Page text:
Every high school in Perth and Kinross will offer CPR training by next year.
Six of the 10 secondaries in the region already provide opportunities to learn the life-saving skill and this will be rolled out to the rest in the next academic year.
Perth and Kinross Council confirmed the Heartstart and Call, Push, Rescue programmes, which provide training in cardiopulmonary resuscitation, will soon be made available to all secondary school pupils in the area.
This comes after Mid Scotland and Fife MSP Alexander Stewart launched a campaign in partnership with the British Heart Foundation (BHF) to make CPR training compulsory as part of the school curriculum.
A council spokesman confirmed training will be made available to all schools but it is for the head teacher to decide how to implement it.
Currently only two councils in Scotland – Glasgow City and Aberdeen City – have committed to mandatory CPR training, which will start after the summer holiday.
Conservative MSP Mr Stewart is putting pressure on Perth and Kinross Council to follow suit.
“BHF has made a very compelling case and the benefits of teaching CPR in the schools of Perth and Kinross are clear,” he said.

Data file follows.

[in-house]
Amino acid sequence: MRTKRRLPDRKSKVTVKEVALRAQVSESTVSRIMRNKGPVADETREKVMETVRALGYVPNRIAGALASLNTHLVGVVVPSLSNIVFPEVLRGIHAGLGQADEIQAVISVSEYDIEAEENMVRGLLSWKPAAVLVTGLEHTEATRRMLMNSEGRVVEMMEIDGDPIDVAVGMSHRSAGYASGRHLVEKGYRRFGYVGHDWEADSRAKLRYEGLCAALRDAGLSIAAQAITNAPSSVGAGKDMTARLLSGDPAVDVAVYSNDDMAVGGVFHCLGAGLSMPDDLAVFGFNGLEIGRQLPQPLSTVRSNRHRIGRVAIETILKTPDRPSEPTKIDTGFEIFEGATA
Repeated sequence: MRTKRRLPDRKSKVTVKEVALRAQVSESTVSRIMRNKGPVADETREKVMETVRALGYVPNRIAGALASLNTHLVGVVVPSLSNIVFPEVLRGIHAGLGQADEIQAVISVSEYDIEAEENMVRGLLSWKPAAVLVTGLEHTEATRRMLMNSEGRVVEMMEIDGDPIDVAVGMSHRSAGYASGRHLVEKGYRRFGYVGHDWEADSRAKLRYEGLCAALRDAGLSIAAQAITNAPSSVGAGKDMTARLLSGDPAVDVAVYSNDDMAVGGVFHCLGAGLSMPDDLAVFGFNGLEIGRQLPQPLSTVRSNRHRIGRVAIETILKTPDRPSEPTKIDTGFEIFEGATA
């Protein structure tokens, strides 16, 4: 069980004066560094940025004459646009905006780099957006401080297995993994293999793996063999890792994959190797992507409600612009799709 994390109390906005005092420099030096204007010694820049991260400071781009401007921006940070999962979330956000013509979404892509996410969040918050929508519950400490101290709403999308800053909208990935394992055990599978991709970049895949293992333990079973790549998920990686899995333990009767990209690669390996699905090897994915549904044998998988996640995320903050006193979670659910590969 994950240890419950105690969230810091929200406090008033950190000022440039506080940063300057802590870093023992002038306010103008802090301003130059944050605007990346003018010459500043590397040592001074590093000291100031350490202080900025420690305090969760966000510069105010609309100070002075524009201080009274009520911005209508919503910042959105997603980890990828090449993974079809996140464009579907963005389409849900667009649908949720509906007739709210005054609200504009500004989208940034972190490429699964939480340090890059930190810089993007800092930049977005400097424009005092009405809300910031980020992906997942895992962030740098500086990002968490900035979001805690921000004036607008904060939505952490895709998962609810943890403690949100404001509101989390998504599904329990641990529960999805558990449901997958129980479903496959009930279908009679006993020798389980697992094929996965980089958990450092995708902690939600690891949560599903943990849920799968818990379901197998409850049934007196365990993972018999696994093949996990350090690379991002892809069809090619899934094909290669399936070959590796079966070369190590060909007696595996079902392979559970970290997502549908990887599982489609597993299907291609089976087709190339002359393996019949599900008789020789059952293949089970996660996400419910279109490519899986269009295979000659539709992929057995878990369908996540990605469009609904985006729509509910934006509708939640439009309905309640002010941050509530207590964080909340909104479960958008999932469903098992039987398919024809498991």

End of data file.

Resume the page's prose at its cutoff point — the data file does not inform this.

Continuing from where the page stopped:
“I am pleased to be working closely with the foundation to take the steps that have been identified.
“We understand that BHF’s representatives have spoken with Perth and Kinross Council but regrettably still haven’t received any form of commitment from councillors. “We need to ensure that a commitment is in place for when the schools go back after the summer holidays and I will be keen to maintain pressure on the council until we receive some kind of reply.”
In Scotland, only one in 20 people who have a cardiac arrest outside hospital survive but in Denmark, where schools have compulsory CPR training, the statistic is just one in four.
A council spokesman said: “An increasing number of Perth and Kinross Council schools are undertaking CPR training as part of the health and wellbeing curriculum.
“Currently, six out of ten secondary schools in Perth and Kinross are signed up for Heartstart training or being part of the Call, Push, Rescue programme.
“These programmes will be rolled out to the remaining four secondary schools during the 2018-19 term and it is up to individual schools and headteachers to decide the best way to engage with CPR training programmes, which will be based on the needs and requirements of their community.”